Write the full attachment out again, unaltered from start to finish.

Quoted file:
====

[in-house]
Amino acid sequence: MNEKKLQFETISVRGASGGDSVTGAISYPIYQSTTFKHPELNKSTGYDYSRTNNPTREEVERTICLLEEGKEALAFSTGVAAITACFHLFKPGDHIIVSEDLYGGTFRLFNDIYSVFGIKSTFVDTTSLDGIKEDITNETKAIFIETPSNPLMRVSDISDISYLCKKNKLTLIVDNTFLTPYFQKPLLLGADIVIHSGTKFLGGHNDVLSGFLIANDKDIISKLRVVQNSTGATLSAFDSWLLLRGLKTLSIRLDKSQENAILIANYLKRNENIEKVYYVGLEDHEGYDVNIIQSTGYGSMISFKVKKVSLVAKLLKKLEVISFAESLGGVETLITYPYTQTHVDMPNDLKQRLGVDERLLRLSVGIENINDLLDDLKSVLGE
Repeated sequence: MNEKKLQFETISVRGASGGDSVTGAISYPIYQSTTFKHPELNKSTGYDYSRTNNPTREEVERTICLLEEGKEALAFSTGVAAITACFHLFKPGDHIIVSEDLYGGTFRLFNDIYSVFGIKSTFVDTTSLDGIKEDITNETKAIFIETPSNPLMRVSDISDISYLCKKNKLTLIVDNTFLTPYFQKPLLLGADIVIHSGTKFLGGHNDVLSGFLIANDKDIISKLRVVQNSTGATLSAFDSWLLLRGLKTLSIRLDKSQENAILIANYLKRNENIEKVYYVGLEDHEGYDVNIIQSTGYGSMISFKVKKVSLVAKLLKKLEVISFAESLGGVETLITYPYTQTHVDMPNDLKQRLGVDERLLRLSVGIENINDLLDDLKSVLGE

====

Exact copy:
[in-house]
Amino acid sequence: MNEKKLQFETISVRGASGGDSVTGAISYPIYQSTTFKHPELNKSTGYDYSRTNNPTREEVERTICLLEEGKEALAFSTGVAAITACFHLFKPGDHIIVSEDLYGGTFRLFNDIYSVFGIKSTFVDTTSLDGIKEDITNETKAIFIETPSNPLMRVSDISDISYLCKKNKLTLIVDNTFLTPYFQKPLLLGADIVIHSGTKFLGGHNDVLSGFLIANDKDIISKLRVVQNSTGATLSAFDSWLLLRGLKTLSIRLDKSQENAILIANYLKRNENIEKVYYVGLEDHEGYDVNIIQSTGYGSMISFKVKKVSLVAKLLKKLEVISFAESLGGVETLITYPYTQTHVDMPNDLKQRLGVDERLLRLSVGIENINDLLDDLKSVLGE
Repeated sequence: MNEKKLQFETISVRGASGGDSVTGAISYPIYQSTTFKHPELNKSTGYDYSRTNNPTREEVERTICLLEEGKEALAFSTGVAAITACFHLFKPGDHIIVSEDLYGGTFRLFNDIYSVFGIKSTFVDTTSLDGIKEDITNETKAIFIETPSNPLMRVSDISDISYLCKKNKLTLIVDNTFLTPYFQKPLLLGADIVIHSGTKFLGGHNDVLSGFLIANDKDIISKLRVVQNSTGATLSAFDSWLLLRGLKTLSIRLDKSQENAILIANYLKRNENIEKVYYVGLEDHEGYDVNIIQSTGYGSMISFKVKKVSLVAKLLKKLEVISFAESLGGVETLITYPYTQTHVDMPNDLKQRLGVDERLLRLSVGIENINDLLDDLKSVLGE